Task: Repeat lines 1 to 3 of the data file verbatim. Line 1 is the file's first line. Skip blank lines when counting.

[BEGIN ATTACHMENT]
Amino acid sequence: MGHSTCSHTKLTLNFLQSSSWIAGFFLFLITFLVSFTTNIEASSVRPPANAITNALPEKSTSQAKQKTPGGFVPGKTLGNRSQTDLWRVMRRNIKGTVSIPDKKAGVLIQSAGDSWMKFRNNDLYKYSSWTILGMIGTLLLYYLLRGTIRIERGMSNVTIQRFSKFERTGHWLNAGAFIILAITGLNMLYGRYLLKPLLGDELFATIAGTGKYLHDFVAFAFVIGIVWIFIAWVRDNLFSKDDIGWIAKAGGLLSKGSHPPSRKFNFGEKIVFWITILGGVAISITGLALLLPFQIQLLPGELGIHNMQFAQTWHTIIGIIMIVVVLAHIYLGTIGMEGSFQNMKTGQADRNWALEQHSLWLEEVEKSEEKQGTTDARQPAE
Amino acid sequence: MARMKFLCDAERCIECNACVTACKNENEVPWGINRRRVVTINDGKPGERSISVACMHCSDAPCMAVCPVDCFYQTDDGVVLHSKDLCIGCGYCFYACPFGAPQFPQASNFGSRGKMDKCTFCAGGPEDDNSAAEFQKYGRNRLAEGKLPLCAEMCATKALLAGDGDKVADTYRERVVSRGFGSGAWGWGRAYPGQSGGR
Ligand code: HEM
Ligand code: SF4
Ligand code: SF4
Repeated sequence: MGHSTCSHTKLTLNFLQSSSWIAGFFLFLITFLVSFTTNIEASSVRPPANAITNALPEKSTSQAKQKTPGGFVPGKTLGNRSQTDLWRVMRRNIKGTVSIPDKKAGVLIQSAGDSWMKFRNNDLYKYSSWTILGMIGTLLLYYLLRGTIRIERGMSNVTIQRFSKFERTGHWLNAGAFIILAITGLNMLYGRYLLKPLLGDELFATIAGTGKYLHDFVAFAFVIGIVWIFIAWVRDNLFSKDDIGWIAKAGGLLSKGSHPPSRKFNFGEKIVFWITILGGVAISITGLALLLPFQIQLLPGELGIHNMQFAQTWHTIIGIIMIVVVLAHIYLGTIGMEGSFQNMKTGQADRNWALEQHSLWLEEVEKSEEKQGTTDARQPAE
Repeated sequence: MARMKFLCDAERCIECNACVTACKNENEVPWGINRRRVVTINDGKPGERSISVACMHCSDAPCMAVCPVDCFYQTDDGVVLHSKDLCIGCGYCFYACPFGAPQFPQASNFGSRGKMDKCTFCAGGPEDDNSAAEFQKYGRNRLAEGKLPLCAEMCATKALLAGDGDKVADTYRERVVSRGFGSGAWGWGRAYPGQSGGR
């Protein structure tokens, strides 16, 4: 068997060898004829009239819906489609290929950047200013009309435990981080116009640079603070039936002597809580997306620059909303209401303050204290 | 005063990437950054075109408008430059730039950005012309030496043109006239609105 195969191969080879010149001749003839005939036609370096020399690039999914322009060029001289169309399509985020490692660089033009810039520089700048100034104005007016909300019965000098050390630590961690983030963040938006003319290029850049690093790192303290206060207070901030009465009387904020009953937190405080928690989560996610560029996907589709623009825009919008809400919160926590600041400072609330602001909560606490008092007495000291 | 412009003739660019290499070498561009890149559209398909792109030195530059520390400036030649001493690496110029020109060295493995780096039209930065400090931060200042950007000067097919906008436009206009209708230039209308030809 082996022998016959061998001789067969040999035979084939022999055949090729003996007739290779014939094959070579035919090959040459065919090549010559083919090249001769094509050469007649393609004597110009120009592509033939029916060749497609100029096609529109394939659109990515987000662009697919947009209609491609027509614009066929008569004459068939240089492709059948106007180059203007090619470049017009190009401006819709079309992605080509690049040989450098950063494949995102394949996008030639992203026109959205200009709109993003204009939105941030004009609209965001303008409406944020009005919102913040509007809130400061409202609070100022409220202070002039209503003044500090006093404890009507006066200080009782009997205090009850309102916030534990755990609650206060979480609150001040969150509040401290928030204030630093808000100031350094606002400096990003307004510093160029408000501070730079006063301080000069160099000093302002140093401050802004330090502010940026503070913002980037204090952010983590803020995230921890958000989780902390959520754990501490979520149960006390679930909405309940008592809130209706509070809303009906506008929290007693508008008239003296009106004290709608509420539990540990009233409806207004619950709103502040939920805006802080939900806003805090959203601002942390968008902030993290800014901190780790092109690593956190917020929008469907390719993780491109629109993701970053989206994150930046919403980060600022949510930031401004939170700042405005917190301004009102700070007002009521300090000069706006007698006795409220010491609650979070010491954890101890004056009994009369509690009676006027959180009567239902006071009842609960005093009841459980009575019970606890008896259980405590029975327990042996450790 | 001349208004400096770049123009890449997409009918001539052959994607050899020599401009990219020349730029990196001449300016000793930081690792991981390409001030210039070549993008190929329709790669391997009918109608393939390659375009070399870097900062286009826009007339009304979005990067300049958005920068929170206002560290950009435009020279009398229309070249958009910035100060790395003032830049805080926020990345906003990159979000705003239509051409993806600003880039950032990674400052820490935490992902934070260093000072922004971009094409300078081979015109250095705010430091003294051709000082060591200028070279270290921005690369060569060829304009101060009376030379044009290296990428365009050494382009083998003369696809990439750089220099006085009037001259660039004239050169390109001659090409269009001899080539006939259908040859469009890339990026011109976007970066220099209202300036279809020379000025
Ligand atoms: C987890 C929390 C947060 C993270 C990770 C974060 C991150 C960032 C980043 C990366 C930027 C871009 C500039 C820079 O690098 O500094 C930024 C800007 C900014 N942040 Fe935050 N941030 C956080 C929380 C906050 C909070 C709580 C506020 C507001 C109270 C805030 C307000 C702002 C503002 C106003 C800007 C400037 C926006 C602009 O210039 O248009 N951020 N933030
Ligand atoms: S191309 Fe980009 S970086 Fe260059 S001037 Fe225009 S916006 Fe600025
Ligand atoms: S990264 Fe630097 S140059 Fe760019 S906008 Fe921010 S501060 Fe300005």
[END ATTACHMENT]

Amino acid sequence: MGHSTCSHTKLTLNFLQSSSWIAGFFLFLITFLVSFTTNIEASSVRPPANAITNALPEKSTSQAKQKTPGGFVPGKTLGNRSQTDLWRVMRRNIKGTVSIPDKKAGVLIQSAGDSWMKFRNNDLYKYSSWTILGMIGTLLLYYLLRGTIRIERGMSNVTIQRFSKFERTGHWLNAGAFIILAITGLNMLYGRYLLKPLLGDELFATIAGTGKYLHDFVAFAFVIGIVWIFIAWVRDNLFSKDDIGWIAKAGGLLSKGSHPPSRKFNFGEKIVFWITILGGVAISITGLALLLPFQIQLLPGELGIHNMQFAQTWHTIIGIIMIVVVLAHIYLGTIGMEGSFQNMKTGQADRNWALEQHSLWLEEVEKSEEKQGTTDARQPAE
Amino acid sequence: MARMKFLCDAERCIECNACVTACKNENEVPWGINRRRVVTINDGKPGERSISVACMHCSDAPCMAVCPVDCFYQTDDGVVLHSKDLCIGCGYCFYACPFGAPQFPQASNFGSRGKMDKCTFCAGGPEDDNSAAEFQKYGRNRLAEGKLPLCAEMCATKALLAGDGDKVADTYRERVVSRGFGSGAWGWGRAYPGQSGGR
Ligand code: HEM